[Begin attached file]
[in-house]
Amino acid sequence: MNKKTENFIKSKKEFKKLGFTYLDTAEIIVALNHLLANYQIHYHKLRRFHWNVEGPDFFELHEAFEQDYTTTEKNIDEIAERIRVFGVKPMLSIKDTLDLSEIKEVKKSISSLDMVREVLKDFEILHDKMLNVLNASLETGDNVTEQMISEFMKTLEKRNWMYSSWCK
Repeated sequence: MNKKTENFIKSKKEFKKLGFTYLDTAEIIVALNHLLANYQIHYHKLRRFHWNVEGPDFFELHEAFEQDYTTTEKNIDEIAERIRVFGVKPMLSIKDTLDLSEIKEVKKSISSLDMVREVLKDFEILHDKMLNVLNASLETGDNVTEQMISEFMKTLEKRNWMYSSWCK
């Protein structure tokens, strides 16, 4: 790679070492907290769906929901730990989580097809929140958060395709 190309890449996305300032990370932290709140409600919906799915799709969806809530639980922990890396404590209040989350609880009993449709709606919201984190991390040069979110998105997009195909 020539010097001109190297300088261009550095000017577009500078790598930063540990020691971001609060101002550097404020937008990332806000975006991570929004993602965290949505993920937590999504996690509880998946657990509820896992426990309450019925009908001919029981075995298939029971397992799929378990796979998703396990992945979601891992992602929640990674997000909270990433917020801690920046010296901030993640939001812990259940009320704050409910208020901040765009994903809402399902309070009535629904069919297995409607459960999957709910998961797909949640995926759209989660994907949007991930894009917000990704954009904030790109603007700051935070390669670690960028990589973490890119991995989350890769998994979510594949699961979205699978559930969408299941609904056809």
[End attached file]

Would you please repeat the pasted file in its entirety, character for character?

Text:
[in-house]
Amino acid sequence: MNKKTENFIKSKKEFKKLGFTYLDTAEIIVALNHLLANYQIHYHKLRRFHWNVEGPDFFELHEAFEQDYTTTEKNIDEIAERIRVFGVKPMLSIKDTLDLSEIKEVKKSISSLDMVREVLKDFEILHDKMLNVLNASLETGDNVTEQMISEFMKTLEKRNWMYSSWCK
Repeated sequence: MNKKTENFIKSKKEFKKLGFTYLDTAEIIVALNHLLANYQIHYHKLRRFHWNVEGPDFFELHEAFEQDYTTTEKNIDEIAERIRVFGVKPMLSIKDTLDLSEIKEVKKSISSLDMVREVLKDFEILHDKMLNVLNASLETGDNVTEQMISEFMKTLEKRNWMYSSWCK
């Protein structure tokens, strides 16, 4: 790679070492907290769906929901730990989580097809929140958060395709 190309890449996305300032990370932290709140409600919906799915799709969806809530639980922990890396404590209040989350609880009993449709709606919201984190991390040069979110998105997009195909 020539010097001109190297300088261009550095000017577009500078790598930063540990020691971001609060101002550097404020937008990332806000975006991570929004993602965290949505993920937590999504996690509880998946657990509820896992426990309450019925009908001919029981075995298939029971397992799929378990796979998703396990992945979601891992992602929640990674997000909270990433917020801690920046010296901030993640939001812990259940009320704050409910208020901040765009994903809402399902309070009535629904069919297995409607459960999957709910998961797909949640995926759209989660994907949007991930894009917000990704954009904030790109603007700051935070390669670690960028990589973490890119991995989350890769998994979510594949699961979205699978559930969408299941609904056809």